I hear this question almost as much as “Should I change the 15th line of my resume, because someone on the street I just met said it was important and would change my life…” or “Should I tell them my salary requirements the first time I meet them just to avoid wasting everyone’s time?” or “If I send out 500 resumes to HR departments, the odds are this will result in interviews, right?”
How many times have we heard “if only I had known!” after a job didn’t work out? Figuring out how to read the culture and your potential fit in it, of course, is critical in the decision-making process.
Here are some recommendations for figuring out some of the critical information. It’s actually possible in many instances to make an intelligent choice about accepting an offer, based on solid, and even gut-level, data.
1) Tapping into your network to see if anyone has worked, or is employed there now, is the obvious way to go. One or two opinions are not quite enough. But it’s a start.
2) Check out some of the websites where employees write about their organizations (I’m thinking of Glassdoor as an example). In the past, similar websites have frequently not been good sources for information and have been more of a venue for unhappy employees to whine. Of course, it’s important to realize that it’s tough to characterize an entire organization by one or two comments, and it would be good to get as much data as possible. But I have seen some possibly useful comments on these websites in the past few years.
3) Basic research about the organization will create some more depth of information, particularly through databases like Factiva, where there is information about how the company is doing and is perceived by several media. This research is imperative, anyway, for preparation for interviews. Wouldn’t it be helpful to find out if there have been downsizings, or shifts in direction, or any other major changes? These facts can be a resource for finding out about recent or upcoming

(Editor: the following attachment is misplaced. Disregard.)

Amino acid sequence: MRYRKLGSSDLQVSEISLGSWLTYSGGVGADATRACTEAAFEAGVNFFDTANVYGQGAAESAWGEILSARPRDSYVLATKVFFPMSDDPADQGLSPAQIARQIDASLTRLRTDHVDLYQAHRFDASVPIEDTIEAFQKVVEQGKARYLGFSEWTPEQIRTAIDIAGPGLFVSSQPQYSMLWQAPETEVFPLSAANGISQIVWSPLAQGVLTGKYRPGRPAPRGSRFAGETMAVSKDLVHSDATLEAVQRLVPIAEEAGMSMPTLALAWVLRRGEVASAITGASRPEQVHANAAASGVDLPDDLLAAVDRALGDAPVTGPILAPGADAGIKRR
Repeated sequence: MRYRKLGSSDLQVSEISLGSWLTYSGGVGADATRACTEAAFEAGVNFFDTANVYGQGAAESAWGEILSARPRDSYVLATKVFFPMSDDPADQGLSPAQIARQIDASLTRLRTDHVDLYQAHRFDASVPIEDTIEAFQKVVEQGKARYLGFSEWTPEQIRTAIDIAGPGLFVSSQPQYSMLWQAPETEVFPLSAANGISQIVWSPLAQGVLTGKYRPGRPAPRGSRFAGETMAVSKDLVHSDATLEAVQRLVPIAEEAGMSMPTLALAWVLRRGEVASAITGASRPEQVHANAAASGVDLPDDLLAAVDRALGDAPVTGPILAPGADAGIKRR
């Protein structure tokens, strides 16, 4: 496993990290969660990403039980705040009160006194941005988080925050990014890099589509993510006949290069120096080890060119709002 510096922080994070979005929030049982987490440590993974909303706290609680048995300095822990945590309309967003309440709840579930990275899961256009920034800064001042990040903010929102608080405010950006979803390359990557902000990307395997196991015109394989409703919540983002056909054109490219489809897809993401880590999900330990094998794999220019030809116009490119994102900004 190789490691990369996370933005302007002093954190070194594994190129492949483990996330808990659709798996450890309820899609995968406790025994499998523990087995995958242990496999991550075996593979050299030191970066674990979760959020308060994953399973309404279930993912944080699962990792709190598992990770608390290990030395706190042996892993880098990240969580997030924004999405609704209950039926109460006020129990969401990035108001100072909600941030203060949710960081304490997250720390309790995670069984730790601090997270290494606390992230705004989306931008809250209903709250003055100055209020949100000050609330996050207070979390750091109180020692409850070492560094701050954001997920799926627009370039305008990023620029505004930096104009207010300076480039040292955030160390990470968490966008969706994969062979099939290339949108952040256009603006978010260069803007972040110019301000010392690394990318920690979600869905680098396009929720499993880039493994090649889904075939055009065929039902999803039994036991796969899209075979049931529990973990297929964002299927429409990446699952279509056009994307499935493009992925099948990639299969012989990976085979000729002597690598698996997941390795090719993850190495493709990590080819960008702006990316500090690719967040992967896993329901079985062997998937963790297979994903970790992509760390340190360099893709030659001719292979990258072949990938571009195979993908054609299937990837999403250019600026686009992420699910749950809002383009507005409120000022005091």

4) Pay close attention to the recruiting process. A good attitude to adopt is, if the process is unusually slow, erratic, not particularly well organized, or involves some bad behavior (missed meetings), it might be a major clue about the organizational culture. I like to think that if that first foot forward is a negative one, then the candidate shouldn’t want to see the rest of the body. There are a few notable exceptions, though. One technology giant comes to mind. Their recruiting process is awful and chaotic. I’ve had some clients have up to 15 different interviews, and then never hear back again! This is the exception to the bad foot forward idea, because the culture at this company, other than its awful recruiting process, is among the best in the world.
5) The negotiation phase of a hiring process is probably the best time to find out if the organization is the right one. Concerned about the work/life balance issues? Then ask, towards the end of the negotiating list, if the company is an early in the day one or a late in the day one. If the answer is something like “We all work very long hours” or “We work extremely hard, no matter what it takes,” then that’s saying something which might be a part of the decision. Or, if more clarification about reporting relationships is needed, then ask about how that matrix management thing actually works there. Or, what are the mobility options? A clear answer to that may be the factor that completes the decision. These questions are always among the last ones to be asked, after the money/vacation/benefits, etc. have been clarified. Many worry about asking too many questions. My take is…if not now, when?
6) Since it’s always a good idea to arrive at an interview (all interviews!) 10-15 minutes early, why not make a trip to the restroom for five of those minutes? Maybe a conversation can be overheard, and another sense of the organization can be attained that way. While we’re at it, if there’s a waiting room/reception setting, pay attention to the person at the front desk (and anyone who might pass by). Listen in a little! In most cases, even if that reception person or others are levels below the targeted position, an organizational attitude will frequently filter from the top all the way down, and be yet another piece of the process.
There probably isn’t a surefire way of knowing everything about a prospective employer. But it’s certainly worth making the effort to find out how to make the decision a more logical one.